Houston’s Menil Collection
You know that expression “Don’t judge a book by its cover.” that gets tossed about so flippantly? Well, perhaps it should be applied to museums as well. I’m even entirely aware that the Menil Collection’s main exhibits are housed in the first US building designed by renowned architect Renzo Piano. Somehow, though, the exterior just doesn’t do it for me.
Step inside any of the Menil Collection buildings, though, and that judgment of the cover flips right inside out. Inside is artwork that spans eras and disciplines and borders and boundaries. The Mr. and Mrs. de Menil family amassed quite a collection over their lives, and culminated their appreciation for art with a donation to the larger community of Houston of their collection and a beautiful space to house it in. (Yes, from the inside, the building is astounding. Another of those situations vis a vis ‘cover’.)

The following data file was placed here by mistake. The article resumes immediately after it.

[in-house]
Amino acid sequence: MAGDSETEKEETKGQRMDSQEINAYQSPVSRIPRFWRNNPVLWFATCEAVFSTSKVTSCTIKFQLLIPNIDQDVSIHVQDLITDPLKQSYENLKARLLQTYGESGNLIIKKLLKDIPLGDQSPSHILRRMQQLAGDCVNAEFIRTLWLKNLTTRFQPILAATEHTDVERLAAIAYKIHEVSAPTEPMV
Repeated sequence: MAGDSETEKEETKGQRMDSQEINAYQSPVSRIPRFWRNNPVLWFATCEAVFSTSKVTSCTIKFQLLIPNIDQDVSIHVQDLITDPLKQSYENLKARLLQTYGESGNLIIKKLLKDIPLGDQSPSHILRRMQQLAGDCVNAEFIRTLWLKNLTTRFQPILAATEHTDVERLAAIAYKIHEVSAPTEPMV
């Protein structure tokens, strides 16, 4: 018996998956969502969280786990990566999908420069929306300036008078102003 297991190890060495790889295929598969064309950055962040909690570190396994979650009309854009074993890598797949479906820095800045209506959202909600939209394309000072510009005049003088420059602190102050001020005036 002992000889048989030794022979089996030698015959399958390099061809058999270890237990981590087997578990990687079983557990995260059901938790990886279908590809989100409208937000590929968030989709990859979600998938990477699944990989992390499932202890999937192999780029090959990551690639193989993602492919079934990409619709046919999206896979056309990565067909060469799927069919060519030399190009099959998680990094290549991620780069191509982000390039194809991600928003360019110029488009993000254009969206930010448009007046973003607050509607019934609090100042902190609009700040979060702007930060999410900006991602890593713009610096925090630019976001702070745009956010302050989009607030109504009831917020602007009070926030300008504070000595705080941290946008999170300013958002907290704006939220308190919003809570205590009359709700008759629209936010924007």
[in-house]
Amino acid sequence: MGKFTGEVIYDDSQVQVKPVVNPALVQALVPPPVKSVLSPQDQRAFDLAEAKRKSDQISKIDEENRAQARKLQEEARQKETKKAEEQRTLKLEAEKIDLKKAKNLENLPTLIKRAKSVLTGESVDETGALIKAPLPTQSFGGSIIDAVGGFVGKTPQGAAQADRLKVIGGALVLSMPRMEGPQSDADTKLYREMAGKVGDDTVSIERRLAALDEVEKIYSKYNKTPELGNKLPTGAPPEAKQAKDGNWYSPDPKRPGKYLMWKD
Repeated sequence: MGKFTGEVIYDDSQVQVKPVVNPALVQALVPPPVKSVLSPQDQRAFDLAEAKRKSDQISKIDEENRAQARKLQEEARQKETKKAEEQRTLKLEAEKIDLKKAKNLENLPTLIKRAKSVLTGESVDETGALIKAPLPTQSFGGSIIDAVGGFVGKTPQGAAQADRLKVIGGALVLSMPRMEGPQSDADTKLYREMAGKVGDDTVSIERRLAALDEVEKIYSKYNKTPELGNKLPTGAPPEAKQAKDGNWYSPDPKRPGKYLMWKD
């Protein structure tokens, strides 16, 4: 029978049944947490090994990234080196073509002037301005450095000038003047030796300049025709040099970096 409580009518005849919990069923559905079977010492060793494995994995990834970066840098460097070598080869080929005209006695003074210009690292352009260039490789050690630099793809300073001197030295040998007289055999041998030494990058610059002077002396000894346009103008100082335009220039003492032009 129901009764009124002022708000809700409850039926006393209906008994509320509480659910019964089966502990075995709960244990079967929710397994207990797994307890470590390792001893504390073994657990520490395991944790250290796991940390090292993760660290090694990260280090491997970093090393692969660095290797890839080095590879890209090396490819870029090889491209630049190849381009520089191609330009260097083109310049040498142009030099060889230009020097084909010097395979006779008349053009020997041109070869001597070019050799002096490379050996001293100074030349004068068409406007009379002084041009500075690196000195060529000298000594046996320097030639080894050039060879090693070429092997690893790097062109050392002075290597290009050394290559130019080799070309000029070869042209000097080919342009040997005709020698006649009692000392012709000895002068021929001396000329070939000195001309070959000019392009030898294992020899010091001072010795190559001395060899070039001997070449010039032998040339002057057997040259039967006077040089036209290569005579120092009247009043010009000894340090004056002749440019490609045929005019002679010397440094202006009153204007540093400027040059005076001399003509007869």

The rest of the Menil Collection buildings bear this out as well, at the Cy Twombly Gallery and Dan Flavin Installation, both temples to art on the inside while remaining relatively unassuming on the exterior.
The one notable exception? The Rothko Chapel. Though not actually part of the Menil Collection, the half-a-block proximity means they get pretty mentally mixed together when I think of the area. Something about the outside of the Rothko just speaks to the quiet serenity within.
At any rate, all of these places are well worth a day of your time in Houston.
The Menil Collection and Rothko Chapel are all located on the campus of the University of St. Thomas in Houston’s Montrose district. Check their websites for info on hours and date, as it all adds up to far too much to list here.